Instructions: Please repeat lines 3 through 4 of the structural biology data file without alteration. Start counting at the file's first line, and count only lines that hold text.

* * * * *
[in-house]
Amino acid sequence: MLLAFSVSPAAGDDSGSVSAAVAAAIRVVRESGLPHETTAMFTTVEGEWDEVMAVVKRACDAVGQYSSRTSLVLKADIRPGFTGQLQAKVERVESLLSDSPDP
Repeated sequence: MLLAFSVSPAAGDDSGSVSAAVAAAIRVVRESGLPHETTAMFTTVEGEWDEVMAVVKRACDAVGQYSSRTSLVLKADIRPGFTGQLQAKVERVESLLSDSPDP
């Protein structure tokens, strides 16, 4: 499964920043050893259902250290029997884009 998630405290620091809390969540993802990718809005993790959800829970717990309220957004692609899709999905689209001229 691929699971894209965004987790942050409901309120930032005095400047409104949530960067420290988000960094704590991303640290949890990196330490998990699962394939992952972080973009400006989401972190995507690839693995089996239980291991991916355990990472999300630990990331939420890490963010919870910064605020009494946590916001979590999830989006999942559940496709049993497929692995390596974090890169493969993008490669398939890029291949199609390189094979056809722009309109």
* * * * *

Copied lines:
Repeated sequence: MLLAFSVSPAAGDDSGSVSAAVAAAIRVVRESGLPHETTAMFTTVEGEWDEVMAVVKRACDAVGQYSSRTSLVLKADIRPGFTGQLQAKVERVESLLSDSPDP
């Protein structure tokens, strides 16, 4: 499964920043050893259902250290029997884009 998630405290620091809390969540993802990718809005993790959800829970717990309220957004692609899709999905689209001229 691929699971894209965004987790942050409901309120930032005095400047409104949530960067420290988000960094704590991303640290949890990196330490998990699962394939992952972080973009400006989401972190995507690839693995089996239980291991991916355990990472999300630990990331939420890490963010919870910064605020009494946590916001979590999830989006999942559940496709049993497929692995390596974090890169493969993008490669398939890029291949199609390189094979056809722009309109």